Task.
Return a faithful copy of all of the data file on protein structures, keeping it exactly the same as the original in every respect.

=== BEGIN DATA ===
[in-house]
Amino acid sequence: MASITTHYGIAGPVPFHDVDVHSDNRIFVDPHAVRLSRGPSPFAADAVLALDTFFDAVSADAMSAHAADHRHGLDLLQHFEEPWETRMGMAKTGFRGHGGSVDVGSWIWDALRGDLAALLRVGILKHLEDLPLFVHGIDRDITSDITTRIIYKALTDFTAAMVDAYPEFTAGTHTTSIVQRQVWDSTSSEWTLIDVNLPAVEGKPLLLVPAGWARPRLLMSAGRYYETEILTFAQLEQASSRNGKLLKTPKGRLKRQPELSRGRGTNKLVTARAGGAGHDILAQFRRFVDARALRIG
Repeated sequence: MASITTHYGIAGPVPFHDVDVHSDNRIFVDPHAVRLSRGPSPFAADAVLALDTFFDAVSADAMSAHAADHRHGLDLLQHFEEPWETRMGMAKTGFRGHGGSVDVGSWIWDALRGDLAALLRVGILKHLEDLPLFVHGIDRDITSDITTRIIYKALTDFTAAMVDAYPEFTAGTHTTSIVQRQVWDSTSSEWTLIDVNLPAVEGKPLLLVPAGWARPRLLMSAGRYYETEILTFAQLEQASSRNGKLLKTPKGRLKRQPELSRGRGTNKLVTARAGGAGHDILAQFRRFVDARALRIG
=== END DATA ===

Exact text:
[in-house]
Amino acid sequence: MASITTHYGIAGPVPFHDVDVHSDNRIFVDPHAVRLSRGPSPFAADAVLALDTFFDAVSADAMSAHAADHRHGLDLLQHFEEPWETRMGMAKTGFRGHGGSVDVGSWIWDALRGDLAALLRVGILKHLEDLPLFVHGIDRDITSDITTRIIYKALTDFTAAMVDAYPEFTAGTHTTSIVQRQVWDSTSSEWTLIDVNLPAVEGKPLLLVPAGWARPRLLMSAGRYYETEILTFAQLEQASSRNGKLLKTPKGRLKRQPELSRGRGTNKLVTARAGGAGHDILAQFRRFVDARALRIG
Repeated sequence: MASITTHYGIAGPVPFHDVDVHSDNRIFVDPHAVRLSRGPSPFAADAVLALDTFFDAVSADAMSAHAADHRHGLDLLQHFEEPWETRMGMAKTGFRGHGGSVDVGSWIWDALRGDLAALLRVGILKHLEDLPLFVHGIDRDITSDITTRIIYKALTDFTAAMVDAYPEFTAGTHTTSIVQRQVWDSTSSEWTLIDVNLPAVEGKPLLLVPAGWARPRLLMSAGRYYETEILTFAQLEQASSRNGKLLKTPKGRLKRQPELSRGRGTNKLVTARAGGAGHDILAQFRRFVDARALRIG